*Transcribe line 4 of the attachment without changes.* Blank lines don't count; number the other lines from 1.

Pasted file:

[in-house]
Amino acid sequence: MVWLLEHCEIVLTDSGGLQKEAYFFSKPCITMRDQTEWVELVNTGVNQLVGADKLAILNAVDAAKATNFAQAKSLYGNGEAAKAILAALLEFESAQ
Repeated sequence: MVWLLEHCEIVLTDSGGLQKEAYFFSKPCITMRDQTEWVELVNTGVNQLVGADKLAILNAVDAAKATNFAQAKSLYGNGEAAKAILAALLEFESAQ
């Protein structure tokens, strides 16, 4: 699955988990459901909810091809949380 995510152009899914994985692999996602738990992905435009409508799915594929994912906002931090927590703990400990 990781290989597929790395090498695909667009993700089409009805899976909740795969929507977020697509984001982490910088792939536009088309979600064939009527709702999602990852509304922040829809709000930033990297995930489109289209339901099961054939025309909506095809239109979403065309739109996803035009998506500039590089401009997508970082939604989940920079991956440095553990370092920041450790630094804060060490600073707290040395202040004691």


């Protein structure tokens, strides 16, 4: 699955988990459901909810091809949380 995510152009899914994985692999996602738990992905435009409508799915594929994912906002931090927590703990400990 990781290989597929790395090498695909667009993700089409009805899976909740795969929507977020697509984001982490910088792939536009088309979600064939009527709702999602990852509304922040829809709000930033990297995930489109289209339901099961054939025309909506095809239109979403065309739109996803035009998506500039590089401009997508970082939604989940920079991956440095553990370092920041450790630094804060060490600073707290040395202040004691």